Rebuild Ryan construction leadership promises to work with local woman- and minority-owned businesses


Shannon Tyler/The Daily Northwestern

Northwestern’s executive director of Neighborhood and Community Relations Dave Davis talked to residents and business owners about the next steps of the Rebuild Ryan Field project.

Shannon Tyler, City Editor

Northwestern University announced a partnership March 23 between Turner Construction Company and Walsh Construction to oversee the Rebuild Ryan Field project. The university and the two companies hosted an initial community outreach session to introduce the team and announce project plans Wednesday morning. 

Pamyla Fountain-Brown, Community and Citizenship Director of Turner, made promises to “look local first” when it comes to the project’s contracting in construction, food and T-shirts, to ensure the stadium is a community asset. 

“We are visitors to your community,” Fountain-Brown said. “We are visitors here and so we’re going to need your partnership to help us understand.” 

Turner Construction Company is headquartered in New York City, while Walsh Construction hails from Chicago.

Community neighbors and businesses interested in working on the project –– along with representatives who traveled from other cities and states –– gathered in Welsh-Ryan Arena to hear about the project plans. The University announced plans to renovate Ryan Field following a $480 million donation from the Patrick and Shirley Ryan Family last September.

In its initial announcement, NU declared it would ensure 35% of its total subcontracted spending is local, minority-owned and woman-owned businesses, with priority given to businesses and individuals located in Evanston.

Fountain-Brown said the Evanston community is integral to the agency’s work on Ryan Field. NU executive director of Neighborhood and Community Relations Dave Davis said the school chose to hire Turner because of their commitment to communities and diversity. 

“I’m going to ask you for your hand, your partnership in getting this done and getting this done the right way,” Fountain-Brown said.

One of the company’s major goals in the rebuild, according to Fountain-Brown, is breaking down the barriers that have historically kept local minority- and women- owned businesses out of large construction projects. 

Some business representatives expressed concerns about NU’s payment terms for smaller minority companies, who may have a challenge waiving payments for more projects.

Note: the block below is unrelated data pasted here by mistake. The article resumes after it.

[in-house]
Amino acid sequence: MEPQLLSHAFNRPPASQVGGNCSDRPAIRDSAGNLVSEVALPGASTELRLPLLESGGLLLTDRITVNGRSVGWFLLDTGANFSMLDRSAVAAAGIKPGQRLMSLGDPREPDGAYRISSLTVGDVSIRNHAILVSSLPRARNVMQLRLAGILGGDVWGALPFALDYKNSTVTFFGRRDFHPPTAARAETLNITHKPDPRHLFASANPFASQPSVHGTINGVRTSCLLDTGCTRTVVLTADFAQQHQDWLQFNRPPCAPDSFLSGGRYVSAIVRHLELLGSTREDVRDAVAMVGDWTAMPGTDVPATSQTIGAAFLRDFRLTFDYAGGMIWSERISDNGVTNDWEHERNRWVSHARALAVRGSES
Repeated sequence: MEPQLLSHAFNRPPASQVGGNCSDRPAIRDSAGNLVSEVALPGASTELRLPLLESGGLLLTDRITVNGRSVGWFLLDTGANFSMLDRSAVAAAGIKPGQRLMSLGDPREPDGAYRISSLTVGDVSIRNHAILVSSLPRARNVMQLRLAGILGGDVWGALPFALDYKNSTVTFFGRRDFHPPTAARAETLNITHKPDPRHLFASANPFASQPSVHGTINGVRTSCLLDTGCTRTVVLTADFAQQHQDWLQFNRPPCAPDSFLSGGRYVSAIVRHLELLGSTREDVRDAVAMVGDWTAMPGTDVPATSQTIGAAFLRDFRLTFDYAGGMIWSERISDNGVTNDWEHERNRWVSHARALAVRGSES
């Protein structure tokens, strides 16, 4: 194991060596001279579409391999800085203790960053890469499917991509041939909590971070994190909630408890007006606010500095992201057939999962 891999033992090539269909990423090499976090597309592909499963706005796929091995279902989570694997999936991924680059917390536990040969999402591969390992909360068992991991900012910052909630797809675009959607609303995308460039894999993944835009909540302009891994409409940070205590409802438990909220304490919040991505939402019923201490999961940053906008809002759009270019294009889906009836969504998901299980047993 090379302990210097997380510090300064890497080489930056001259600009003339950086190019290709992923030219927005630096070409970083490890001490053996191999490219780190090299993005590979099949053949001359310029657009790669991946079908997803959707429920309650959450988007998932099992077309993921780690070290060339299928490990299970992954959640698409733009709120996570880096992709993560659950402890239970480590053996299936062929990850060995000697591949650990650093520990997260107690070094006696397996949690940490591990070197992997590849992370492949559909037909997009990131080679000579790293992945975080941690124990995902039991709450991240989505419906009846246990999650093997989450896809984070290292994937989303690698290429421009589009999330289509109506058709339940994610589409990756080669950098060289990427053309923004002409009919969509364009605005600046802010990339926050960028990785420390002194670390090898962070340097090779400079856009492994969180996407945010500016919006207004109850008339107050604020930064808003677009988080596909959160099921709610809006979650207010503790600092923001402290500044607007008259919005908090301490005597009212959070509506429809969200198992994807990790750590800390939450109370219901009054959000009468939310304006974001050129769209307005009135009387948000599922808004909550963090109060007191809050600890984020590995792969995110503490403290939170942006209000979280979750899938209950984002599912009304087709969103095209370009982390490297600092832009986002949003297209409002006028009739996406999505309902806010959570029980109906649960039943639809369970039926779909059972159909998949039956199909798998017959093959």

Project Executive for Walsh Construction Dan Welsh talked about the company’s streamlined payment process, intended to help break down these barriers. 

“We’ve already been talking about facilities about how to make sure their processes are especially streamlined for this project,” Welsh said. 

Irma Holloway, CEO of Phoenix Construction and Consultancy Inc. and chief executive director of Black Contractors Owners and Executives, said she was excited to see the university’s outreach efforts. 

“It’s never too early to start outreach,” Holloway said. “It is so important and it’s instrumental to the success of community engagement.” 

For the plan to move forward, City Council would need to approve changes to the stadium’s current zoning uses.

Evanston Resident Fred Waldman said he came to the meeting to learn more about the project as a whole. He had questions about how the university plans to incorporate Evanston businesses in the general operation, especially those in the surrounding Central Street District.

“You have a lot of local businesses stretching the course of Central Street or Green Bay Road, and that will be impacted by the nature of ongoing operations within the facility,” Waldman said during the Q&A. 

Waldman said he was concerned the field’s new amenities would take business away from those down the street on game days and proposed concert days throughout the year. 

Luke Figora, the University’s vice president for operations, said while it is too early in the process to make solidified plans for partnerships with vendors, the facility will bring infrastructure to these partnerships, which NU will focus on once the construction has taken place.

Fountain-Brown told businesses to stay engaged with the project, as they may need services or goods during the process. She encouraged businesses to fill out a vendor inquiry form on the Rebuild Ryan Field website to let them know what services can be provided. 

NU is set to send its Planned Development Application this month. Hearings will follow at the Land Use Commission and City Council in the coming months.

Email: [email protected]

Twitter: @shannonmtyler

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